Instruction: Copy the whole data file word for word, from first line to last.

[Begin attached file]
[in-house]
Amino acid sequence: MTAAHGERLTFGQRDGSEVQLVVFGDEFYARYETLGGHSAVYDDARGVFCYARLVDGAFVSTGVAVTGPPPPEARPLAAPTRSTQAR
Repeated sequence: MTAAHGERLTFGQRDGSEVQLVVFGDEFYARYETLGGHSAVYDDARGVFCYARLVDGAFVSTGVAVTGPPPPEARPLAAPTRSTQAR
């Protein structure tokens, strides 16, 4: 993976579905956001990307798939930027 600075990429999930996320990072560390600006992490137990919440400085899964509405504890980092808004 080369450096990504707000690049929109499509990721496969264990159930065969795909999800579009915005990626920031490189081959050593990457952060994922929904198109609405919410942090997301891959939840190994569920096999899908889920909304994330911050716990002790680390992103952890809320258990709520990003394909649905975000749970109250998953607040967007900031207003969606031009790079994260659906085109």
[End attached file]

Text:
[in-house]
Amino acid sequence: MTAAHGERLTFGQRDGSEVQLVVFGDEFYARYETLGGHSAVYDDARGVFCYARLVDGAFVSTGVAVTGPPPPEARPLAAPTRSTQAR
Repeated sequence: MTAAHGERLTFGQRDGSEVQLVVFGDEFYARYETLGGHSAVYDDARGVFCYARLVDGAFVSTGVAVTGPPPPEARPLAAPTRSTQAR
């Protein structure tokens, strides 16, 4: 993976579905956001990307798939930027 600075990429999930996320990072560390600006992490137990919440400085899964509405504890980092808004 080369450096990504707000690049929109499509990721496969264990159930065969795909999800579009915005990626920031490189081959050593990457952060994922929904198109609405919410942090997301891959939840190994569920096999899908889920909304994330911050716990002790680390992103952890809320258990709520990003394909649905975000749970109250998953607040967007900031207003969606031009790079994260659906085109």